Jay Z embodies so much of what makes New York New York. A kid from a tough neighborhood who grows up in public housing, overcomes lots of bad influences on the street, never lets go of his dream, makes it to the top — and then keeps going, pursuing new outlets for his creativity and ambition.[19]

There is a certain grounded aspirational element to Jay-Z’s brand story; no matter how far he goes or how high he flies, his origins will always be at the root of his throne.


Web Links

[1] http://www.vanityfair.com/hollywood/2013/10/jay-z-brands-song-chart

[2] http://elitedaily.com/money/15-jayz-entrepreneurial-icon/

[3] http://www.vulture.com/2013/07/complete-list-of-every-product-endorsed-by-jay-z.html

[4] http://www.vulture.com/2013/07/complete-list-of-every-product-endorsed-by-jay-z.html

[5] http://www.youtube.com/watch?v=PwYEBXN0EIw

[6] http://www.nytimes.com/2006/06/27/arts/music/27jayz.html?_r=0

[7] http://www.vulture.com/2013/07/lessons-from-the-jay-z-business-model.html

[8] http://www.vulture.com/2013/07/lessons-from-the-jay-z-business-model.html

[9] http://www.mtv.com/news/articles/1626972/jay-z-becomes-broadway-producer-fela.jhtml

[10] http://www.xxlmag.com/xxl-magazine/2008/02/jay-z-steve-stoute-launch-translation-advertising/

[11] http://thewindow.barneys.com/a-new-york-holiday-shawn-jay-z-carter/

[12] http://www.vulture.com/2013/07/lessons-from-the-jay-z-business-model.html

[13] http://www.billboard.com/biz/articles/news/branding/5827366/samsungs-todd-pendleton-on-that-game-changing-jay-z-deal

[14] http://lifeandtimes.com/a-statement-from-shawn-jay-z-carter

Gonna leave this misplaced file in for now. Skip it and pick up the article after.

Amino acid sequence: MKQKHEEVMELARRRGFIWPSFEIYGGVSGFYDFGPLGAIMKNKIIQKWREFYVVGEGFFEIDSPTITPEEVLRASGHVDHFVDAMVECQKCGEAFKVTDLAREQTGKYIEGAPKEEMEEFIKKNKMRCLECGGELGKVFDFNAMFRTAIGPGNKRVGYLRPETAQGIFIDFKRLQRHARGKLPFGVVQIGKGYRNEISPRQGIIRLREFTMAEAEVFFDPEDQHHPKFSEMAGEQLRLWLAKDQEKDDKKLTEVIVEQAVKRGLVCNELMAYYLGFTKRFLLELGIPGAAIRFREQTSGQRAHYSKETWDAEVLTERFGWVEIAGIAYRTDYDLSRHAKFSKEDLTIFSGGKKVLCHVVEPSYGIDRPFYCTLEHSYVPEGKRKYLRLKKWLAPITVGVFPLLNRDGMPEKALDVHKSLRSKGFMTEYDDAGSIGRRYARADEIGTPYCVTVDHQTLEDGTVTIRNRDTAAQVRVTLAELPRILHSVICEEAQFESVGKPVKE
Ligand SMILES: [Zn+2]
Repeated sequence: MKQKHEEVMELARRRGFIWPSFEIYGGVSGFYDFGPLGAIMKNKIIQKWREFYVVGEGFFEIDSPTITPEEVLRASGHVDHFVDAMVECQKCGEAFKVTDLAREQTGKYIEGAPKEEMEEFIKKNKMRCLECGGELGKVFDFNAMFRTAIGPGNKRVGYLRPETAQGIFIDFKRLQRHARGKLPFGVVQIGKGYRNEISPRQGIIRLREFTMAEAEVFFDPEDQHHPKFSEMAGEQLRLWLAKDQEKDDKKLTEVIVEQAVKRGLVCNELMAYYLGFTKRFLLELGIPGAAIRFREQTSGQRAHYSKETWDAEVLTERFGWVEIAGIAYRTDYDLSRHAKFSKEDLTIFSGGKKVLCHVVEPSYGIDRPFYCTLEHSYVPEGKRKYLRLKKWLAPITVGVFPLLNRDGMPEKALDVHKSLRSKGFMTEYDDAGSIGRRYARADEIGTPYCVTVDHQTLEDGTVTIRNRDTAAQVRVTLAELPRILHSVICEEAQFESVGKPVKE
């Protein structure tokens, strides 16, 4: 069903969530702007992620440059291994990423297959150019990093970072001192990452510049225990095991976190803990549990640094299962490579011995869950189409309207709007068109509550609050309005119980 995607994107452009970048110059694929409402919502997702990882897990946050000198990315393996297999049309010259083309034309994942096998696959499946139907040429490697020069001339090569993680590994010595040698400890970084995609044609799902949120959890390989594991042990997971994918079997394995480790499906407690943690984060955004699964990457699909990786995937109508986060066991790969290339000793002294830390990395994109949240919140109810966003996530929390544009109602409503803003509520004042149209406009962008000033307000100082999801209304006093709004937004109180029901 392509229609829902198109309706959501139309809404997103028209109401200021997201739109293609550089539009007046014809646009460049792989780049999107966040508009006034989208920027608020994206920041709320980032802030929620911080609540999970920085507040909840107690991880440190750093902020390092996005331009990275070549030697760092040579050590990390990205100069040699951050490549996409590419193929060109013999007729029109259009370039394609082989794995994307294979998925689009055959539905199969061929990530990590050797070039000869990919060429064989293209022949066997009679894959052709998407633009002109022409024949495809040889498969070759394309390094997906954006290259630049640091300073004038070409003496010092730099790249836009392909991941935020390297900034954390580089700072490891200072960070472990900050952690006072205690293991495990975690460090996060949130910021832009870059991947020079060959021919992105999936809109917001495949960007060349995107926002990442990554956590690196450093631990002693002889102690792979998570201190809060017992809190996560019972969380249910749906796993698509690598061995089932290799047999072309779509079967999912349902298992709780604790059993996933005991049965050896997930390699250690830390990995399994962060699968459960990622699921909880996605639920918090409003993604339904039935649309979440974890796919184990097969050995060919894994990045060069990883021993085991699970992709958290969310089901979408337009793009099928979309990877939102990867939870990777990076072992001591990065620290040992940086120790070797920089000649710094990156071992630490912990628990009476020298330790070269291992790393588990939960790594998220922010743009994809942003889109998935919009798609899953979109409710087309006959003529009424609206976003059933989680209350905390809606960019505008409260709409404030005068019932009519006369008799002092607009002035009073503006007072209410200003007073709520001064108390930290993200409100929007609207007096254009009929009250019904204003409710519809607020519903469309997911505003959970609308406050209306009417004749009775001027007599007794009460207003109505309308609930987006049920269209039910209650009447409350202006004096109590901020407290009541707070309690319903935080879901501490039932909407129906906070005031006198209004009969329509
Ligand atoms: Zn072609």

[15] http://thewindow.barneys.com/a-new-york-holiday-shawn-jay-z-carter/

[16] http://www.xxlmag.com/news/2013/11/fans-bothered-jay-zs-high-priced-holiday-collection/

[17] www.mrcarter.org is an example of Jay-Z’s fan sites. This site features Jay-Z newest album and ways to purchase it, sites for his affiliations:powerhouse wife Beyonce and her sister solange Knowles, as well as a “family” category of links to usher, Eminem, drake, etc.  www.jayz.tickets.musictoday.com is a password-protected fan community website with stated membership benefits such as “access to Jay-Z pre-sale tickets, email updates with Jay-Z news, contests/giveaways/merchandise specials

[18] http://www.nydailynews.com/new-york/jay-z-slammed-barneys-line-debuts-gleaming-window-display-article-1.1523416

Texts 

Canclini, Nestor Garcia. “Consumption is Good for Thinking.”  Consumers and Citizens.  University of Minnesota Press: Minnesota, 2001.  Print.

De Certeau, Michel. Practice of Everyday Life.: University of California, 2011. Print.

Holt, Douglas B. “Does Cultural Capital Structure American Consumption?”  The Journal of Consumer Research.  The University of Chicago Press: Chicago, 1998.  Print.

Lury, Celia. Consumer Culture. New Brunswick, NJ: Rutgers UP, 2011. Print.

Kapferer, Jean-Noël, and Vincent Bastien. The Luxury Strategy: Break the Rules of Marketing to Build Luxury Brands. London: Kogan Page, 2012. Print.

Muñiz, Albert and Thomas C. O’Guinn, “Brand Communities,” Journal of Consumer Research, 27 March, pp. 412. 2001.